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Stephanie
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Buenos Aires - an article from the NYTimes (cont)
Respuesta #1 - 25.06.03 a las 06:45:27
 
This is the way I spent my nights. Cafes, tango shows, milongas, or tango bars. Some were better than others. The Taconeando was touristy but pleasant. Bar Sur was small, maybe a little seedy, but authentic and the dancers were good. El Beso (''the kiss'') in the downtown section was excellent. In Pelvi's Cafe, waitresses served drinks in their underwear. In La Ideal, I found not only tango dancing but tango lessons, where my fantasies of being a part of the tango culture were allowed to run rampant. I even went to a fiery flamenco show (the troupe called itself Grupo Fuego). The show did not begin until midnight and the dancers were wonderful and the place was properly authentic, that is, kind of a dump, but I realized here, once and for all, that I had given my heart to the tango. Flamenco would never lure me away.

In the daylight hours, I wandered the barrios. On Calle Florida, a long handsome pedestrian avenue, where kiosk is king, street performers plied their trades -- magicians, human statues and mechanical men, a clown with an accordion. I listened to music. I watched tango dancers on the street. I saw a homeless woman, rail-thin and filthy, sitting in a doorway wrapped in a tattered shawl reading a slick fashion magazine. In Palermo in Rosedal Park, I saw Felliniesque scenes of wealthy families in bathing suits with beach umbrellas on the grass. I saw a woman with her personal trainer, another throwing a stick for a dog. A grandfather and grandson played together, dog walkers struggled with their many dogs and leashes. The German School of Equestrian Sports engaged in a jumping competition. In the wealthy barrio Recoleta it was easy to find a French cafe like Cafe de la Paix, where lovers kissed.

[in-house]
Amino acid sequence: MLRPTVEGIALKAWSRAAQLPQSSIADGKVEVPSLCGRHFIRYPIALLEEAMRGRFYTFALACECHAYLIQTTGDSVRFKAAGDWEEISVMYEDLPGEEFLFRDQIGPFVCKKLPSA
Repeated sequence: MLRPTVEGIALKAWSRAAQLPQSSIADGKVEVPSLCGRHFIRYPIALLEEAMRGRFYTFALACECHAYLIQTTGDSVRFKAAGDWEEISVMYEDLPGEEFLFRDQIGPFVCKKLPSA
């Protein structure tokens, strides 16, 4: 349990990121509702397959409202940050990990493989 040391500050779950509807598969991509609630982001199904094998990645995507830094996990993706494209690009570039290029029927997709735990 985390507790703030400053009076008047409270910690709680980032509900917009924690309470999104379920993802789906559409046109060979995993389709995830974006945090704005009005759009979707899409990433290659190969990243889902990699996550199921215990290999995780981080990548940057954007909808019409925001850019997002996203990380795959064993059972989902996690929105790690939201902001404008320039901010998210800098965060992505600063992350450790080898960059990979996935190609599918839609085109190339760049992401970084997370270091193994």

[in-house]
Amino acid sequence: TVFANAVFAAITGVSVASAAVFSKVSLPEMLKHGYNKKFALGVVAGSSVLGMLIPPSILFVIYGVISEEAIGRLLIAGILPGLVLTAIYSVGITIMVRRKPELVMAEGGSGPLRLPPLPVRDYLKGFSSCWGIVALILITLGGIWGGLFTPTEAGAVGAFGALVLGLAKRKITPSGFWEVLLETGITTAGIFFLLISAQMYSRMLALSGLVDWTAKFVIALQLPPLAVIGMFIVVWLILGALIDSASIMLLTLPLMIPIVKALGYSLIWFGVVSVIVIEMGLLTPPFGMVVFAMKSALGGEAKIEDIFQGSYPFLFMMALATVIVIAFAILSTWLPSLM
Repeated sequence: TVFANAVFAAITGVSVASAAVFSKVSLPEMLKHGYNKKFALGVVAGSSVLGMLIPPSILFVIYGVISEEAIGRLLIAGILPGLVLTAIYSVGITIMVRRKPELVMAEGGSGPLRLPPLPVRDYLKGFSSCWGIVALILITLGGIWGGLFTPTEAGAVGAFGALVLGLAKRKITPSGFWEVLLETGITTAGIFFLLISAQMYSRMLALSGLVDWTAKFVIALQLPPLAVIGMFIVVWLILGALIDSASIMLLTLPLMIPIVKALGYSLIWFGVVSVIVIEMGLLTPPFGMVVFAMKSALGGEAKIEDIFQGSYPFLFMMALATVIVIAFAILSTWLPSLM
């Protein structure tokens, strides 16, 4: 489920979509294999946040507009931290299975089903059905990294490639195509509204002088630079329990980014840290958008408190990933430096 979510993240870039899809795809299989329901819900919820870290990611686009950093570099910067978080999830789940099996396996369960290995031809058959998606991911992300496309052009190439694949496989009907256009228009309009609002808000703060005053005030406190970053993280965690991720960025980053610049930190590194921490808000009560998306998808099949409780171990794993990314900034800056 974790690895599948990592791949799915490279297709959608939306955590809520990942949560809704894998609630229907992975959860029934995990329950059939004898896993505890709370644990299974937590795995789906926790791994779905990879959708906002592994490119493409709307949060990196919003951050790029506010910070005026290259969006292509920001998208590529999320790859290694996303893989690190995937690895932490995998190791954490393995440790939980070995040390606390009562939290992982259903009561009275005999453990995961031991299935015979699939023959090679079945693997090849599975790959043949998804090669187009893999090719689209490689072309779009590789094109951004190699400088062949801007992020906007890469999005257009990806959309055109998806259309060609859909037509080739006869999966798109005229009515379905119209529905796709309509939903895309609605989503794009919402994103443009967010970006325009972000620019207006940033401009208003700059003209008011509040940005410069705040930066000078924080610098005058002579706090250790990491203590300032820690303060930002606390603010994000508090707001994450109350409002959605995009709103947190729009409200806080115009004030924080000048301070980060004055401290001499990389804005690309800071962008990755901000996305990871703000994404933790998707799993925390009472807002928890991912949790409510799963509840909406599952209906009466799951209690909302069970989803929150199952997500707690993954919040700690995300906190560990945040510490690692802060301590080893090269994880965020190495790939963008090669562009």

I loved these long walks, but the wealthier barrios did not supply the images that fed my feelings of romance. I preferred the bohemian barrio San Telmo, where children played futbal on the cobblestone streets and old men sat over chessboards in Cafe Britannica and antiques shops lined the streets with memories of a time long past. I asked a local man, who happened to speak some English, where I could get the best steak in Argentina, and he pointed me to Vieja Rotiseria, one of many parillas, or barbecue places, in this barrio. In fact, he ate with me and insisted that I order the steak with chorizo, a highly seasoned pork sausage. The restaurant was a humble place, a sort of hole in the wall with oilcloth coverings on the tables and an enormous stove near the door and wine bottles around the walls. The man who waited on us had worked there since 1965. We ate, the food was delicious -- but the best steak in Argentina? I'm still withholding judgment.